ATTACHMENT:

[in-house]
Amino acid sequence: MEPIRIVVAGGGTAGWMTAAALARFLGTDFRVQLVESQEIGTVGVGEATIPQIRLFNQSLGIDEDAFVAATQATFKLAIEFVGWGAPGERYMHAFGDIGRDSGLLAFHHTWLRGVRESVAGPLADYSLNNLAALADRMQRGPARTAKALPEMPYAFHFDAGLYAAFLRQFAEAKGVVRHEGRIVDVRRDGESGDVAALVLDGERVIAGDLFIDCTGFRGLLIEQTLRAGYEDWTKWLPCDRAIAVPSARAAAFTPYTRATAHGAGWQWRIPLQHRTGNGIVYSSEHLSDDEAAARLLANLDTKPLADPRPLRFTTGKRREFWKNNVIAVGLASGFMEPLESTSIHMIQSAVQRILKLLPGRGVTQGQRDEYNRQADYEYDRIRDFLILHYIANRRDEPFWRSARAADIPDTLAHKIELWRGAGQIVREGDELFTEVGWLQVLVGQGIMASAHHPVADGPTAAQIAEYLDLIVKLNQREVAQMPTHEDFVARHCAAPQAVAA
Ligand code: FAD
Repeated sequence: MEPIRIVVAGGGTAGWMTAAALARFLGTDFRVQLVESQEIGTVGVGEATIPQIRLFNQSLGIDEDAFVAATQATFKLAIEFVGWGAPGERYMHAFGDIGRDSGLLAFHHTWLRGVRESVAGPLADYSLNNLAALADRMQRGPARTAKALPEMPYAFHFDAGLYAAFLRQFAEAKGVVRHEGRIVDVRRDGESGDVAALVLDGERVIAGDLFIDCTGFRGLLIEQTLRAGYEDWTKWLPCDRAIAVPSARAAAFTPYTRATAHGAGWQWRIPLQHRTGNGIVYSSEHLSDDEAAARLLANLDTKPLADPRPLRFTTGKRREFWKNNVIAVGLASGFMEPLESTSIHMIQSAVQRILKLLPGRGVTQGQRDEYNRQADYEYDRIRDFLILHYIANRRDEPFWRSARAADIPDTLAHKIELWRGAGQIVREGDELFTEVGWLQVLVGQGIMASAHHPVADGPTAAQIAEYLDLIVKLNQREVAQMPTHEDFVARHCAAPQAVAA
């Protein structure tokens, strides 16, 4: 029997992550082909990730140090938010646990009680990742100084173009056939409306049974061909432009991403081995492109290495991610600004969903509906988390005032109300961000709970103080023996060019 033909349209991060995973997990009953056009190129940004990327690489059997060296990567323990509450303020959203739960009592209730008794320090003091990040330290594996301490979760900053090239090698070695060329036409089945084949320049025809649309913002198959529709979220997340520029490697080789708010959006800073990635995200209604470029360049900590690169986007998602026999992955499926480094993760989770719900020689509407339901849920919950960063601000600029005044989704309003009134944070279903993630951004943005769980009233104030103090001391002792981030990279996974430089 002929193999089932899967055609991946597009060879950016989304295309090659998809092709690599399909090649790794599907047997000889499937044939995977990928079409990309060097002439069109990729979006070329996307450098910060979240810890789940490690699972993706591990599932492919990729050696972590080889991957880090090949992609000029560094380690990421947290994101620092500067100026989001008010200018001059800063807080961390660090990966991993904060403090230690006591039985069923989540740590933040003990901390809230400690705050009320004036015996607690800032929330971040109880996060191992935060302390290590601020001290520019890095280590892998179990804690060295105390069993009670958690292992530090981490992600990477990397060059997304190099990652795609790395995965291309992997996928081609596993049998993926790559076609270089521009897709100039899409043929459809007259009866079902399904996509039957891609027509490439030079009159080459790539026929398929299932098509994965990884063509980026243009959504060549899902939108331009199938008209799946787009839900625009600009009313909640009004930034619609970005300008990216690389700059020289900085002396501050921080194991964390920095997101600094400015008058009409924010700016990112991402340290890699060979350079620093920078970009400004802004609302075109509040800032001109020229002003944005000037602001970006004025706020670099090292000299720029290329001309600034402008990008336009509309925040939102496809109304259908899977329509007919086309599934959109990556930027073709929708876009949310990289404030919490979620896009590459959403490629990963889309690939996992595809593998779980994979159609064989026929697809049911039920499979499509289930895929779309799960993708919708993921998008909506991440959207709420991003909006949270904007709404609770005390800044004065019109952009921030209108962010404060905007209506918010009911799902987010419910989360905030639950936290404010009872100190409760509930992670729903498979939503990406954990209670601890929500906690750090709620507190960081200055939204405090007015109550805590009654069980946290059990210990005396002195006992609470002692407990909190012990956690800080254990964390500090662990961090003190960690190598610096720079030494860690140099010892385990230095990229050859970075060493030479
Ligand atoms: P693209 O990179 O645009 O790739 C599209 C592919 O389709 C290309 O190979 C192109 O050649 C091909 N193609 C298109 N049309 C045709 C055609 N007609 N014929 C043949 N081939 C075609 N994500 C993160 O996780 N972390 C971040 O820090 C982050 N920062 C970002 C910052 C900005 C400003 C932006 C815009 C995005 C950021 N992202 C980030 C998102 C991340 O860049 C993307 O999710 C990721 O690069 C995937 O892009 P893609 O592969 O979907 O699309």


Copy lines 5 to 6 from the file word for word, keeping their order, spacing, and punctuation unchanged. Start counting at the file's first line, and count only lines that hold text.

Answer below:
């Protein structure tokens, strides 16, 4: 029997992550082909990730140090938010646990009680990742100084173009056939409306049974061909432009991403081995492109290495991610600004969903509906988390005032109300961000709970103080023996060019 033909349209991060995973997990009953056009190129940004990327690489059997060296990567323990509450303020959203739960009592209730008794320090003091990040330290594996301490979760900053090239090698070695060329036409089945084949320049025809649309913002198959529709979220997340520029490697080789708010959006800073990635995200209604470029360049900590690169986007998602026999992955499926480094993760989770719900020689509407339901849920919950960063601000600029005044989704309003009134944070279903993630951004943005769980009233104030103090001391002792981030990279996974430089 002929193999089932899967055609991946597009060879950016989304295309090659998809092709690599399909090649790794599907047997000889499937044939995977990928079409990309060097002439069109990729979006070329996307450098910060979240810890789940490690699972993706591990599932492919990729050696972590080889991957880090090949992609000029560094380690990421947290994101620092500067100026989001008010200018001059800063807080961390660090990966991993904060403090230690006591039985069923989540740590933040003990901390809230400690705050009320004036015996607690800032929330971040109880996060191992935060302390290590601020001290520019890095280590892998179990804690060295105390069993009670958690292992530090981490992600990477990397060059997304190099990652795609790395995965291309992997996928081609596993049998993926790559076609270089521009897709100039899409043929459809007259009866079902399904996509039957891609027509490439030079009159080459790539026929398929299932098509994965990884063509980026243009959504060549899902939108331009199938008209799946787009839900625009600009009313909640009004930034619609970005300008990216690389700059020289900085002396501050921080194991964390920095997101600094400015008058009409924010700016990112991402340290890699060979350079620093920078970009400004802004609302075109509040800032001109020229002003944005000037602001970006004025706020670099090292000299720029290329001309600034402008990008336009509309925040939102496809109304259908899977329509007919086309599934959109990556930027073709929708876009949310990289404030919490979620896009590459959403490629990963889309690939996992595809593998779980994979159609064989026929697809049911039920499979499509289930895929779309799960993708919708993921998008909506991440959207709420991003909006949270904007709404609770005390800044004065019109952009921030209108962010404060905007209506918010009911799902987010419910989360905030639950936290404010009872100190409760509930992670729903498979939503990406954990209670601890929500906690750090709620507190960081200055939204405090007015109550805590009654069980946290059990210990005396002195006992609470002692407990909190012990956690800080254990964390500090662990961090003190960690190598610096720079030494860690140099010892385990230095990229050859970075060493030479
Ligand atoms: P693209 O990179 O645009 O790739 C599209 C592919 O389709 C290309 O190979 C192109 O050649 C091909 N193609 C298109 N049309 C045709 C055609 N007609 N014929 C043949 N081939 C075609 N994500 C993160 O996780 N972390 C971040 O820090 C982050 N920062 C970002 C910052 C900005 C400003 C932006 C815009 C995005 C950021 N992202 C980030 C998102 C991340 O860049 C993307 O999710 C990721 O690069 C995937 O892009 P893609 O592969 O979907 O699309």